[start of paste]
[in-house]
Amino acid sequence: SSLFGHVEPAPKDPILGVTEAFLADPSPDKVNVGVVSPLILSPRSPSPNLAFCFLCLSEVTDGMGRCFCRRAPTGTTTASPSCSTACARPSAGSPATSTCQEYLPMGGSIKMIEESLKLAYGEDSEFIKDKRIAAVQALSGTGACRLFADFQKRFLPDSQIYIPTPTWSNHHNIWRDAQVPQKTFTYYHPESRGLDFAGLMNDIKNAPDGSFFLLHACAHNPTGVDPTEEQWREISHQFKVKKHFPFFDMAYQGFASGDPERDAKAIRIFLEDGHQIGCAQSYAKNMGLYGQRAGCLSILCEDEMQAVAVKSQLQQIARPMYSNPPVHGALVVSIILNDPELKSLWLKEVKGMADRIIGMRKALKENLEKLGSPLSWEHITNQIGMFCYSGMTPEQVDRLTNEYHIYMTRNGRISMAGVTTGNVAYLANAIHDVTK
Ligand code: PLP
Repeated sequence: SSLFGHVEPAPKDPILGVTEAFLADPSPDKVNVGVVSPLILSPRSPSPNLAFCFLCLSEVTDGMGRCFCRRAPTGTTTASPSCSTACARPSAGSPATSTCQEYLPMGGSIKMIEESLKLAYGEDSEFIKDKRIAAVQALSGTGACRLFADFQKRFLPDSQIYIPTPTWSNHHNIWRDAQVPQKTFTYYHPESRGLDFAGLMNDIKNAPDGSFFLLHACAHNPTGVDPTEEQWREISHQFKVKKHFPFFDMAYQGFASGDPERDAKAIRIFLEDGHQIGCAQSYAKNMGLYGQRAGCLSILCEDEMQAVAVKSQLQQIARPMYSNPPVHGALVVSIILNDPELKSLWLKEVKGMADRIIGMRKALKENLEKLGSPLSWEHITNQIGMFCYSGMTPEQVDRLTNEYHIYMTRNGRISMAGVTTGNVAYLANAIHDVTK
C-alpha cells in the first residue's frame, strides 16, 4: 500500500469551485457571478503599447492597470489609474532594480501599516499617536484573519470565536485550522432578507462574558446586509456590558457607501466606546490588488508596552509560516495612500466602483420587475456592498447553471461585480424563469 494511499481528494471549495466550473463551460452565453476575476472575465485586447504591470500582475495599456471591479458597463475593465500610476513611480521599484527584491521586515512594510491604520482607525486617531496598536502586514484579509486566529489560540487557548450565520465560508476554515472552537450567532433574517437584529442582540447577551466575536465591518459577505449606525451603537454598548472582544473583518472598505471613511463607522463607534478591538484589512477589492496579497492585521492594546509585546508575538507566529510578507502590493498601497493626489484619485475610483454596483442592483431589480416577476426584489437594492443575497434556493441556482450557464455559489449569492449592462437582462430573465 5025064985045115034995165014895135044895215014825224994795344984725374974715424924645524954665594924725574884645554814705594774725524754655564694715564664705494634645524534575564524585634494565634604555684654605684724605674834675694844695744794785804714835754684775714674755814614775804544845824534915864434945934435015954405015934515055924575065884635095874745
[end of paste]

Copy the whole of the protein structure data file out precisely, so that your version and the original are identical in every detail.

[in-house]
Amino acid sequence: SSLFGHVEPAPKDPILGVTEAFLADPSPDKVNVGVVSPLILSPRSPSPNLAFCFLCLSEVTDGMGRCFCRRAPTGTTTASPSCSTACARPSAGSPATSTCQEYLPMGGSIKMIEESLKLAYGEDSEFIKDKRIAAVQALSGTGACRLFADFQKRFLPDSQIYIPTPTWSNHHNIWRDAQVPQKTFTYYHPESRGLDFAGLMNDIKNAPDGSFFLLHACAHNPTGVDPTEEQWREISHQFKVKKHFPFFDMAYQGFASGDPERDAKAIRIFLEDGHQIGCAQSYAKNMGLYGQRAGCLSILCEDEMQAVAVKSQLQQIARPMYSNPPVHGALVVSIILNDPELKSLWLKEVKGMADRIIGMRKALKENLEKLGSPLSWEHITNQIGMFCYSGMTPEQVDRLTNEYHIYMTRNGRISMAGVTTGNVAYLANAIHDVTK
Ligand code: PLP
Repeated sequence: SSLFGHVEPAPKDPILGVTEAFLADPSPDKVNVGVVSPLILSPRSPSPNLAFCFLCLSEVTDGMGRCFCRRAPTGTTTASPSCSTACARPSAGSPATSTCQEYLPMGGSIKMIEESLKLAYGEDSEFIKDKRIAAVQALSGTGACRLFADFQKRFLPDSQIYIPTPTWSNHHNIWRDAQVPQKTFTYYHPESRGLDFAGLMNDIKNAPDGSFFLLHACAHNPTGVDPTEEQWREISHQFKVKKHFPFFDMAYQGFASGDPERDAKAIRIFLEDGHQIGCAQSYAKNMGLYGQRAGCLSILCEDEMQAVAVKSQLQQIARPMYSNPPVHGALVVSIILNDPELKSLWLKEVKGMADRIIGMRKALKENLEKLGSPLSWEHITNQIGMFCYSGMTPEQVDRLTNEYHIYMTRNGRISMAGVTTGNVAYLANAIHDVTK
C-alpha cells in the first residue's frame, strides 16, 4: 500500500469551485457571478503599447492597470489609474532594480501599516499617536484573519470565536485550522432578507462574558446586509456590558457607501466606546490588488508596552509560516495612500466602483420587475456592498447553471461585480424563469 494511499481528494471549495466550473463551460452565453476575476472575465485586447504591470500582475495599456471591479458597463475593465500610476513611480521599484527584491521586515512594510491604520482607525486617531496598536502586514484579509486566529489560540487557548450565520465560508476554515472552537450567532433574517437584529442582540447577551466575536465591518459577505449606525451603537454598548472582544473583518472598505471613511463607522463607534478591538484589512477589492496579497492585521492594546509585546508575538507566529510578507502590493498601497493626489484619485475610483454596483442592483431589480416577476426584489437594492443575497434556493441556482450557464455559489449569492449592462437582462430573465 5025064985045115034995165014895135044895215014825224994795344984725374974715424924645524954665594924725574884645554814705594774725524754655564694715564664705494634645524534575564524585634494565634604555684654605684724605674834675694844695744794785804714835754684775714674755814614775804544845824534915864434945934435015954405015934515055924575065884635095874745